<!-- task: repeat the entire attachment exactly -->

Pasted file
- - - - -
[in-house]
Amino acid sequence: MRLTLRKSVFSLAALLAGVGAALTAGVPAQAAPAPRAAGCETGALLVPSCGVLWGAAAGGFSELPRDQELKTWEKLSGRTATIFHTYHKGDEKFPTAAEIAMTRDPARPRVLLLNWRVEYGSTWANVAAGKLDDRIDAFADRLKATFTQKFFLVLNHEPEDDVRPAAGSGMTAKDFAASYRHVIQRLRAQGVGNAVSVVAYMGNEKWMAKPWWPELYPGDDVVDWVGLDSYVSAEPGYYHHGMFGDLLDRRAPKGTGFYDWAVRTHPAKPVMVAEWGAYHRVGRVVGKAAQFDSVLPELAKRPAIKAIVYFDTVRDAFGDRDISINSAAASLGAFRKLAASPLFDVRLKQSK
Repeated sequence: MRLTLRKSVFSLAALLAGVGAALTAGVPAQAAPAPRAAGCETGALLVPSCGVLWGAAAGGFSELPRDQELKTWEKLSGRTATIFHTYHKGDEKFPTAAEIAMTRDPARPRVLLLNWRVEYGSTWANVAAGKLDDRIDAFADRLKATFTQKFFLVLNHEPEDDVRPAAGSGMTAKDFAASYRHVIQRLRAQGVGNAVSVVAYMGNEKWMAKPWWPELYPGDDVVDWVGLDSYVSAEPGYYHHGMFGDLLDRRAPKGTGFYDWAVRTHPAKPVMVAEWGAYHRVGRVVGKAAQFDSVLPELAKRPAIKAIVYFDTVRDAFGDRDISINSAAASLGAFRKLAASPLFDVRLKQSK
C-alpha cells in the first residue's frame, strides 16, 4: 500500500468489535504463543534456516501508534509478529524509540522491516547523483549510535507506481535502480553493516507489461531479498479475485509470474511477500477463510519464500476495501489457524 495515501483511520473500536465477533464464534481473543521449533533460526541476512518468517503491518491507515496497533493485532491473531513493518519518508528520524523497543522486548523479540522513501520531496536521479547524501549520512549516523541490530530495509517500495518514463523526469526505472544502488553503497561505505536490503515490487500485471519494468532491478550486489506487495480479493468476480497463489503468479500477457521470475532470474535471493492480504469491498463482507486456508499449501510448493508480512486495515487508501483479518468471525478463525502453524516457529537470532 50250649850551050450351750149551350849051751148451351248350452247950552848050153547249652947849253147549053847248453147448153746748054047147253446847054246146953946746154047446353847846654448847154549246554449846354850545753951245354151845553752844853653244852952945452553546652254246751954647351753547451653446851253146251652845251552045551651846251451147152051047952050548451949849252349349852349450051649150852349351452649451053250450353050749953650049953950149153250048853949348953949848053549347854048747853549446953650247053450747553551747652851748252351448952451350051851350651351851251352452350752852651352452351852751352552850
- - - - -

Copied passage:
[in-house]
Amino acid sequence: MRLTLRKSVFSLAALLAGVGAALTAGVPAQAAPAPRAAGCETGALLVPSCGVLWGAAAGGFSELPRDQELKTWEKLSGRTATIFHTYHKGDEKFPTAAEIAMTRDPARPRVLLLNWRVEYGSTWANVAAGKLDDRIDAFADRLKATFTQKFFLVLNHEPEDDVRPAAGSGMTAKDFAASYRHVIQRLRAQGVGNAVSVVAYMGNEKWMAKPWWPELYPGDDVVDWVGLDSYVSAEPGYYHHGMFGDLLDRRAPKGTGFYDWAVRTHPAKPVMVAEWGAYHRVGRVVGKAAQFDSVLPELAKRPAIKAIVYFDTVRDAFGDRDISINSAAASLGAFRKLAASPLFDVRLKQSK
Repeated sequence: MRLTLRKSVFSLAALLAGVGAALTAGVPAQAAPAPRAAGCETGALLVPSCGVLWGAAAGGFSELPRDQELKTWEKLSGRTATIFHTYHKGDEKFPTAAEIAMTRDPARPRVLLLNWRVEYGSTWANVAAGKLDDRIDAFADRLKATFTQKFFLVLNHEPEDDVRPAAGSGMTAKDFAASYRHVIQRLRAQGVGNAVSVVAYMGNEKWMAKPWWPELYPGDDVVDWVGLDSYVSAEPGYYHHGMFGDLLDRRAPKGTGFYDWAVRTHPAKPVMVAEWGAYHRVGRVVGKAAQFDSVLPELAKRPAIKAIVYFDTVRDAFGDRDISINSAAASLGAFRKLAASPLFDVRLKQSK
C-alpha cells in the first residue's frame, strides 16, 4: 500500500468489535504463543534456516501508534509478529524509540522491516547523483549510535507506481535502480553493516507489461531479498479475485509470474511477500477463510519464500476495501489457524 495515501483511520473500536465477533464464534481473543521449533533460526541476512518468517503491518491507515496497533493485532491473531513493518519518508528520524523497543522486548523479540522513501520531496536521479547524501549520512549516523541490530530495509517500495518514463523526469526505472544502488553503497561505505536490503515490487500485471519494468532491478550486489506487495480479493468476480497463489503468479500477457521470475532470474535471493492480504469491498463482507486456508499449501510448493508480512486495515487508501483479518468471525478463525502453524516457529537470532 50250649850551050450351750149551350849051751148451351248350452247950552848050153547249652947849253147549053847248453147448153746748054047147253446847054246146953946746154047446353847846654448847154549246554449846354850545753951245354151845553752844853653244852952945452553546652254246751954647351753547451653446851253146251652845251552045551651846251451147152051047952050548451949849252349349852349450051649150852349351452649451053250450353050749953650049953950149153250048853949348953949848053549347854048747853549446953650247053450747553551747652851748252351448952451350051851350651351851251352452350752852651352452351852751352552850